Signs and symptoms

Advanced melanoma is cancer that has spread from the original melanoma to other parts of the body. The symptoms for advanced melanoma may not develop for many years after the original melanoma was removed.

Symptoms depend on where the cancer has spread to:

  • Lymph nodes – may feel hard and swollen
  • Skin – hard lumps may appear
  • Lungs – you may be breathless or have a cough that does not get better
  • Liver – you may feel pain in the right side of the tummy
  • Bones – you may have an ache in your bones
  • Brain – a headache that does not go away
  • Digestive system – you may have pain in your tummy, a change of bowel habit or sickness.

Some people may have general symptoms such as feeling very tired or generally unwell, or weight loss. All these symptoms can be caused by other conditions, so it’s important to see your doctor straight away.

Signs and symptoms

Symptoms of advanced melanoma can begin years after the original melanoma was diagnosed and removed.

A small number of people will develop symptoms of a secondary melanoma who have not had melanoma before. They may have had no previous signs of melanoma and no abnormal-looking moles.


Symptoms of advanced melanoma

The symptoms of advanced melanoma depend on where in the body the melanoma has spread to.

The lymph nodes

If the cancer spreads to lymph nodes, they may feel hard and swollen. Rarely, affected lymph nodes press on tissues or nerves nearby, which may cause pain.

The skin

If secondary tumours occur in the skin, they often appear as firm or hard lumps (nodules).

The lungs

If melanoma spreads to the lungs, it may cause:

  • breathlessness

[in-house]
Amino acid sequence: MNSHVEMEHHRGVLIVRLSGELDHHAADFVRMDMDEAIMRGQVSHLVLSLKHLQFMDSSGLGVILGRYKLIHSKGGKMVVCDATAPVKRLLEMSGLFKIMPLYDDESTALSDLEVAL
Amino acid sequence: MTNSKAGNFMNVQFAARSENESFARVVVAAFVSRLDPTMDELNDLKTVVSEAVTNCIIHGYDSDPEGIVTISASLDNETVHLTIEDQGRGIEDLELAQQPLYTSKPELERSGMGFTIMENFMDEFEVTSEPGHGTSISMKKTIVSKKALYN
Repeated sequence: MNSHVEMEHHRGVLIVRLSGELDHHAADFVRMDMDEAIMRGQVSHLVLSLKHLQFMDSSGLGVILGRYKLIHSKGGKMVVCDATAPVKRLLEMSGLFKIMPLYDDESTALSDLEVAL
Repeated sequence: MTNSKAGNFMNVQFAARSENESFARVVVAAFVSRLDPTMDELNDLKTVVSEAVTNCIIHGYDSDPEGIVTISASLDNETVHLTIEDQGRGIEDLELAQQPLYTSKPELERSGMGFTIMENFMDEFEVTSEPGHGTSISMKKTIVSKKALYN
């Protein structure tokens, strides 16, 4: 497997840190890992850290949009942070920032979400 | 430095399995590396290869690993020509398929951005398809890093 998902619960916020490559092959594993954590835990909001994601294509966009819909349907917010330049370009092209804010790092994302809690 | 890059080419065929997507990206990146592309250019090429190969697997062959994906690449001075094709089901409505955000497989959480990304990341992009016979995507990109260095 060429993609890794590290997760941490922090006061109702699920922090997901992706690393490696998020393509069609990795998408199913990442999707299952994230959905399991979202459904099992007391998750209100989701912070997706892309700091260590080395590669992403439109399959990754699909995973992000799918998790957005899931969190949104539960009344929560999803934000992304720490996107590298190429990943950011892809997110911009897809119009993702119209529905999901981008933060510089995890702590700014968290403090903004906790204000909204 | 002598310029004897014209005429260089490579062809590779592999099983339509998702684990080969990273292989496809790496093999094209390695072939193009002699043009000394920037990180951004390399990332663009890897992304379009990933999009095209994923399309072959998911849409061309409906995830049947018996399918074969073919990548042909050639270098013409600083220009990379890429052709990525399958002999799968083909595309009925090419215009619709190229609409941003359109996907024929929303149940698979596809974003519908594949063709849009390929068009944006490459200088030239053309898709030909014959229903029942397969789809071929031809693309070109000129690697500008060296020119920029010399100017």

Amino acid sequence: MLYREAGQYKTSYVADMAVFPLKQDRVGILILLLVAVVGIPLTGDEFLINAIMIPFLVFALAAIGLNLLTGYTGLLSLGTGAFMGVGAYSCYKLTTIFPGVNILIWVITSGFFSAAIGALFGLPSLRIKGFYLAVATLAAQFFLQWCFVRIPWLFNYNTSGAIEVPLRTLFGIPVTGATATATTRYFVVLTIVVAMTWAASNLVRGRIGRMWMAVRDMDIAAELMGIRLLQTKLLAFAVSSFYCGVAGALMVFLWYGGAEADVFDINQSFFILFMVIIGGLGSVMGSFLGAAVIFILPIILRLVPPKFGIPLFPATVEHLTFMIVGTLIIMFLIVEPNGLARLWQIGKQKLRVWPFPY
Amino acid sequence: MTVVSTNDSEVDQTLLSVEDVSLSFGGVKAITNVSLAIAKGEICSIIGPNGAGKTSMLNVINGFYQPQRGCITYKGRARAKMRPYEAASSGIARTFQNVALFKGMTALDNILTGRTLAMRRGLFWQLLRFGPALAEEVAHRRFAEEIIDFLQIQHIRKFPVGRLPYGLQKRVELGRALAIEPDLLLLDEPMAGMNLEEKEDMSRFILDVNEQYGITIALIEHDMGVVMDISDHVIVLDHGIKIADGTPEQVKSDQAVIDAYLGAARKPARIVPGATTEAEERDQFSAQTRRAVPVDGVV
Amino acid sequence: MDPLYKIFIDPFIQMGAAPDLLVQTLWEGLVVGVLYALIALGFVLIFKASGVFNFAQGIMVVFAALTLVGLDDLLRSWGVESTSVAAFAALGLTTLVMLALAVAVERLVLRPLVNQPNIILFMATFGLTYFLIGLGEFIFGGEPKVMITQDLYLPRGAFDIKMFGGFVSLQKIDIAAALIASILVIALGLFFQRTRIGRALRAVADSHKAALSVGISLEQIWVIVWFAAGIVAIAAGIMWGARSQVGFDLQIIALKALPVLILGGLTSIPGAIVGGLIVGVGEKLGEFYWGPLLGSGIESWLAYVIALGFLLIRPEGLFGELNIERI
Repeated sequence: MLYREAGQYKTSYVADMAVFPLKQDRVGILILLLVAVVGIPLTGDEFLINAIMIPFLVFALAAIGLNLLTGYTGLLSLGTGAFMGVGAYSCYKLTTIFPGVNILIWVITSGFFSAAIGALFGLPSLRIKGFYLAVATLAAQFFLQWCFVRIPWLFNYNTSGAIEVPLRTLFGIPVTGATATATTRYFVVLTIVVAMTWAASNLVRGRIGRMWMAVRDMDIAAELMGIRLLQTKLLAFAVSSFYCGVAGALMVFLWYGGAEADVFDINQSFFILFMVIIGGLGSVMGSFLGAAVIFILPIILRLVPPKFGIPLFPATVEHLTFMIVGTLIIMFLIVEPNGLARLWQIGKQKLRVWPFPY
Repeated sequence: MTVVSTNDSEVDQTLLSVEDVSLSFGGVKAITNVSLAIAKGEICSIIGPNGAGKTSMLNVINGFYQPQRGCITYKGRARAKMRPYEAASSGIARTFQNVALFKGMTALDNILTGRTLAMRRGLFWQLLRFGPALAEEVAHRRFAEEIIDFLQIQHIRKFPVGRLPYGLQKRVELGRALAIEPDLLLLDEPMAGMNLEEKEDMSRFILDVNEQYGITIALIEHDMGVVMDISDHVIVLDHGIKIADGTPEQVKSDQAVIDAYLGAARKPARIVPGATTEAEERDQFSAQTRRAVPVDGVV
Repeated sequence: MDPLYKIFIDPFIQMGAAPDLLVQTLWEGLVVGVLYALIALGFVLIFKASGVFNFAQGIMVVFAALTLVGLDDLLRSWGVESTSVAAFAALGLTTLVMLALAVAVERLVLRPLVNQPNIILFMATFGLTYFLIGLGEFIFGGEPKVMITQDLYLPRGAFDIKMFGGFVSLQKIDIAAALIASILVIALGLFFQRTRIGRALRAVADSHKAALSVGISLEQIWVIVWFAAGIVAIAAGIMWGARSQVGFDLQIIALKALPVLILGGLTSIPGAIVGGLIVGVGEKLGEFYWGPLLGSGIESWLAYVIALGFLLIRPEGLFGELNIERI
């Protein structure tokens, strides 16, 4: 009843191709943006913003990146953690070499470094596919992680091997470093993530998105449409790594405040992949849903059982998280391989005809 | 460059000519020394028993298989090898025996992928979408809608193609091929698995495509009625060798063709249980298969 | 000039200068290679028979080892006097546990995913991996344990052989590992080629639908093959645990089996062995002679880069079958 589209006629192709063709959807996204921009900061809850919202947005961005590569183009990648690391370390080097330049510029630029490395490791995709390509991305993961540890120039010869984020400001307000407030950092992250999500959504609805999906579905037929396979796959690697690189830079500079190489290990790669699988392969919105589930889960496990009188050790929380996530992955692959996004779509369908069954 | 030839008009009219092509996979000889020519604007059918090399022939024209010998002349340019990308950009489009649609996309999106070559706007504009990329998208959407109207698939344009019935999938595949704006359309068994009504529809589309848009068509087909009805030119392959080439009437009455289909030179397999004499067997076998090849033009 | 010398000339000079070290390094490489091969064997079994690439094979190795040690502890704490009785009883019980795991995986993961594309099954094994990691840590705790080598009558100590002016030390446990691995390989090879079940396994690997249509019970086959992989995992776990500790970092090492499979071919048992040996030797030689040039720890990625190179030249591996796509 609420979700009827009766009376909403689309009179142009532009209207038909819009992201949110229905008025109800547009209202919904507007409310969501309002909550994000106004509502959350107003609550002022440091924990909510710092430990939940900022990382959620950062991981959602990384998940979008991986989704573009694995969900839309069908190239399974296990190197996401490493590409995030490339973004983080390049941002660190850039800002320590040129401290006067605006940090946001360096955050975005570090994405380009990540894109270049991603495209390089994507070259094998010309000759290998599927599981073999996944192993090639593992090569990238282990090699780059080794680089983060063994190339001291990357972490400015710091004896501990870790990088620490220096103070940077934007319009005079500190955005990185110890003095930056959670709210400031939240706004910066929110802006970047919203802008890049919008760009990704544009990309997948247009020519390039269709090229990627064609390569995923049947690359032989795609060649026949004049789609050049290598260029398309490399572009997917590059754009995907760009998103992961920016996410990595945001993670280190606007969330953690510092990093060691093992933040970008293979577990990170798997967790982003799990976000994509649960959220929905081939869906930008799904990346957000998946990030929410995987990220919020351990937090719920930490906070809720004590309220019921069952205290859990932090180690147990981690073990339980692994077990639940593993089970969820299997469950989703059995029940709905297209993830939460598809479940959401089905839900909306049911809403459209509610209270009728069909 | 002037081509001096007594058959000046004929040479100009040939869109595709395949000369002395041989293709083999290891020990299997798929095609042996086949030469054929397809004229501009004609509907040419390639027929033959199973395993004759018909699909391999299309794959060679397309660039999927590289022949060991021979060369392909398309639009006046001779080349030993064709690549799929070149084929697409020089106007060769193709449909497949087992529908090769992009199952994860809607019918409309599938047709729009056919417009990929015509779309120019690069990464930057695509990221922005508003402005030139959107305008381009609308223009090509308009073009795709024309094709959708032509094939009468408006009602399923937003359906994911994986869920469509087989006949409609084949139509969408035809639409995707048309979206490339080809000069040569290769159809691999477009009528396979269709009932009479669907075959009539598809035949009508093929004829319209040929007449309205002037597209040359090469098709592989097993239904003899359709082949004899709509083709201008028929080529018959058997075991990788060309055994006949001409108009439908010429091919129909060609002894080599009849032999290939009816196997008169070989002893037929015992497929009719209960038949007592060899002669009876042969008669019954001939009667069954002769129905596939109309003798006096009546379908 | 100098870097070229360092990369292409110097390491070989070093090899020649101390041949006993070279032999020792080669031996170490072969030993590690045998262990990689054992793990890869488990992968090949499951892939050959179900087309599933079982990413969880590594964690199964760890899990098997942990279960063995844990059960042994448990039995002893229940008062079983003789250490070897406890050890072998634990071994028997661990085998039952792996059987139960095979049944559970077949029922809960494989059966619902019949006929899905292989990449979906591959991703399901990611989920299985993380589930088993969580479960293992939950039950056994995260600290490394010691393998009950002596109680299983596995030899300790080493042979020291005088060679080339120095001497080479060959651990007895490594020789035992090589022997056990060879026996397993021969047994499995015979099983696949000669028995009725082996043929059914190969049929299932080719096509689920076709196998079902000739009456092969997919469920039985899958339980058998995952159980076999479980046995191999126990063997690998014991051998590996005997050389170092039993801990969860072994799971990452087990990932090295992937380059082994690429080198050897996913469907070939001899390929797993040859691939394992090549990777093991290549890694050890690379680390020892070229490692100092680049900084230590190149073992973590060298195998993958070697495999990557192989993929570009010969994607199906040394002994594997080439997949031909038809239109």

• a cough that does not go away
  • pain in the chest
  • a build-up of fluid around the lungs (pleural effusion).

We have more information on secondary cancer in the lungs, pleural effusion and coping with breathlessness.

The liver

Cancer cells that spread to the liver can cause:

swelling and discomfort in the liver area (the right hand side of the tummy, under the lower ribs)

  • sickness (nausea)
  • loss of appetite
  • a build-up of fluid in the tummy (ascites)
  • yellowing of the skin and eyes (jaundice).

We have more information on secondary cancer in the liver and ascites.

The bones

If cancer spreads to the bones, it can cause bone pain and discomfort. Rarely, the first symptom may be a broken bone (fracture) after a minor injury. This happens because the bone is weaker due to the cancer.

Secondary cancer in the bones of the spine can put pressure on the nerves of the spinal cord. This is called malignant spinal cord compression (MSCC). The symptoms of MSCC may include:

  • back or neck pain
  • muscle weakness
  • numbness and weakness in the legs
  • problems with the bowel and bladder.

If you have weakness, pain, tingling or numbness in your legs, it is very important to tell your doctor or specialist nurse straight away so that your symptoms can be checked. The earlier MSCC is diagnosed, the better the chances are of treatment being effective. If you cannot contact your specialist team, you should attend your local accident and emergency department without delay.

We have more information about secondary cancer in the bone and MSCC.

The brain

Secondary cancer in the brain may cause headaches and sickness, which can often be worse first thing in the morning. The cancer may affect an area of the brain that controls a certain part of the body. This can cause symptoms such as:

  • weakness in a limb
  • numbness
  • tingling or pins and needles.

Sometimes people have seizures (fits) or a change in their personality.

We have more information about secondary cancer in the brain.

The digestive system

If the melanoma spreads to the digestive system, it can cause:

  • pain in the tummy (abdomen)
  • a change in bowel habit (constipation or diarrhoea)
  • sickness (vomiting)
  • blood in or on your poo (stools)
  • unexplained tiredness.

General symptoms

The general symptoms of advanced melanoma can include:

All the symptoms mentioned here can be caused by other, less serious conditions. If you have any of these symptoms, it is important to let your doctor know.

When I was brushing my hair, I felt a mole behind my ear that was never there before. My brother and sister suggested I go see my doctor, because it was quite big considering it was new.

Jamie

Back to Understanding advanced melanoma

The skin

The skin has many purposes. It is divided into two main layers, known as the epidermis and the dermis.

Why do cancers come back?

Sometimes, tiny cancer cells are left behind after cancer treatment. These can divide to form a new tumour.